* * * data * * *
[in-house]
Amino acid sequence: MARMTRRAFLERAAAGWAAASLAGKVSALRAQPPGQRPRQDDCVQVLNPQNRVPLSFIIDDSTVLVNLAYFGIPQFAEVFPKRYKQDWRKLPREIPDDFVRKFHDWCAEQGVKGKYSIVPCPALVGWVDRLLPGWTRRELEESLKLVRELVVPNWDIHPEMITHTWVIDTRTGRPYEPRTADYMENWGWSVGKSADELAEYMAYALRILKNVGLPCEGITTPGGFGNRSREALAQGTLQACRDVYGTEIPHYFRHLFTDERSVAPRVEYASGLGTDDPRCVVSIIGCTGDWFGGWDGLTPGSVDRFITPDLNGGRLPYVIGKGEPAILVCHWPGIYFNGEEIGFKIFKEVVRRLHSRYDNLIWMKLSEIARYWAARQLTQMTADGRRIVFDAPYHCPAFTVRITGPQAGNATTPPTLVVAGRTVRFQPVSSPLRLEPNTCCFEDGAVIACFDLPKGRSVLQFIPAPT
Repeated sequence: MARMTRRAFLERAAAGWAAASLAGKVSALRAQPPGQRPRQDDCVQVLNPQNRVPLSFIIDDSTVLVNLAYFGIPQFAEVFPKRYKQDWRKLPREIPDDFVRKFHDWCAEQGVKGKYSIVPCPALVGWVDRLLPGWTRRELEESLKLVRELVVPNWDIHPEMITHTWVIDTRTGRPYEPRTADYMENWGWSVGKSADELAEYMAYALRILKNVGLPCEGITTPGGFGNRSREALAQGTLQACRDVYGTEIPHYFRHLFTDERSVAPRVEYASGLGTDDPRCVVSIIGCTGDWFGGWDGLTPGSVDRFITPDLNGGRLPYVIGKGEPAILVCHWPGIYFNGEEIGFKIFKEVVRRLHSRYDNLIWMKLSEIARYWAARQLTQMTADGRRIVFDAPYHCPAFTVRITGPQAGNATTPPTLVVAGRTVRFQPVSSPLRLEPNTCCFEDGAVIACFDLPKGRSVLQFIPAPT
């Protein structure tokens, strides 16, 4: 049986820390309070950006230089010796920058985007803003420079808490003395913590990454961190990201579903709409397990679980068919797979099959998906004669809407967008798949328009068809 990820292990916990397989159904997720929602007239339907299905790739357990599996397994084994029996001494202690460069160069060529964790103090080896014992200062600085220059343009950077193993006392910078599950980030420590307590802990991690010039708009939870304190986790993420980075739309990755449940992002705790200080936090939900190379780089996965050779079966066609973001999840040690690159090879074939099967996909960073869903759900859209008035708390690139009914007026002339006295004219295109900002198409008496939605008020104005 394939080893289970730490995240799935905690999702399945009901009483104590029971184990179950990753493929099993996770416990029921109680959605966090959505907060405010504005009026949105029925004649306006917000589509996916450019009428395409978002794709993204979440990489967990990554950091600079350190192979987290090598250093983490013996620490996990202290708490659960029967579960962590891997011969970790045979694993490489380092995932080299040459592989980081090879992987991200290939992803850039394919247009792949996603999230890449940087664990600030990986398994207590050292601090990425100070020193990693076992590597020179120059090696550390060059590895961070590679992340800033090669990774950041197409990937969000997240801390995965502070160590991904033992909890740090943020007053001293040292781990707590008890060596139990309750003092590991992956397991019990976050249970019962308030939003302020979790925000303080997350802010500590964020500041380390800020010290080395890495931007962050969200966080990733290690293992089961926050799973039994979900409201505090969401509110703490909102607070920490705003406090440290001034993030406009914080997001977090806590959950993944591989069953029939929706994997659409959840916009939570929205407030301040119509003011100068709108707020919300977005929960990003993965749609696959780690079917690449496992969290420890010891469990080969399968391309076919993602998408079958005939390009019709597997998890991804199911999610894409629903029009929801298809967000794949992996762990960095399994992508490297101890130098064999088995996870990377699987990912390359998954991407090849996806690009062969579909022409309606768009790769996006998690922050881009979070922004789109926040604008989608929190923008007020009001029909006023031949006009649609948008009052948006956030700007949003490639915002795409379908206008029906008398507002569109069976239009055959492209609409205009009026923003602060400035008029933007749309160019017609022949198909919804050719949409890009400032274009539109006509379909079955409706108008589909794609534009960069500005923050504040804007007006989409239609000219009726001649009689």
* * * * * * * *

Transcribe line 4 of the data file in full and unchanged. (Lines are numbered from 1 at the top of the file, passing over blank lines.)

């Protein structure tokens, strides 16, 4: 049986820390309070950006230089010796920058985007803003420079808490003395913590990454961190990201579903709409397990679980068919797979099959998906004669809407967008798949328009068809 990820292990916990397989159904997720929602007239339907299905790739357990599996397994084994029996001494202690460069160069060529964790103090080896014992200062600085220059343009950077193993006392910078599950980030420590307590802990991690010039708009939870304190986790993420980075739309990755449940992002705790200080936090939900190379780089996965050779079966066609973001999840040690690159090879074939099967996909960073869903759900859209008035708390690139009914007026002339006295004219295109900002198409008496939605008020104005 394939080893289970730490995240799935905690999702399945009901009483104590029971184990179950990753493929099993996770416990029921109680959605966090959505907060405010504005009026949105029925004649306006917000589509996916450019009428395409978002794709993204979440990489967990990554950091600079350190192979987290090598250093983490013996620490996990202290708490659960029967579960962590891997011969970790045979694993490489380092995932080299040459592989980081090879992987991200290939992803850039394919247009792949996603999230890449940087664990600030990986398994207590050292601090990425100070020193990693076992590597020179120059090696550390060059590895961070590679992340800033090669990774950041197409990937969000997240801390995965502070160590991904033992909890740090943020007053001293040292781990707590008890060596139990309750003092590991992956397991019990976050249970019962308030939003302020979790925000303080997350802010500590964020500041380390800020010290080395890495931007962050969200966080990733290690293992089961926050799973039994979900409201505090969401509110703490909102607070920490705003406090440290001034993030406009914080997001977090806590959950993944591989069953029939929706994997659409959840916009939570929205407030301040119509003011100068709108707020919300977005929960990003993965749609696959780690079917690449496992969290420890010891469990080969399968391309076919993602998408079958005939390009019709597997998890991804199911999610894409629903029009929801298809967000794949992996762990960095399994992508490297101890130098064999088995996870990377699987990912390359998954991407090849996806690009062969579909022409309606768009790769996006998690922050881009979070922004789109926040604008989608929190923008007020009001029909006023031949006009649609948008009052948006956030700007949003490639915002795409379908206008029906008398507002569109069976239009055959492209609409205009009026923003602060400035008029933007749309160019017609022949198909919804050719949409890009400032274009539109006509379909079955409706108008589909794609534009960069500005923050504040804007007006989409239609000219009726001649009689």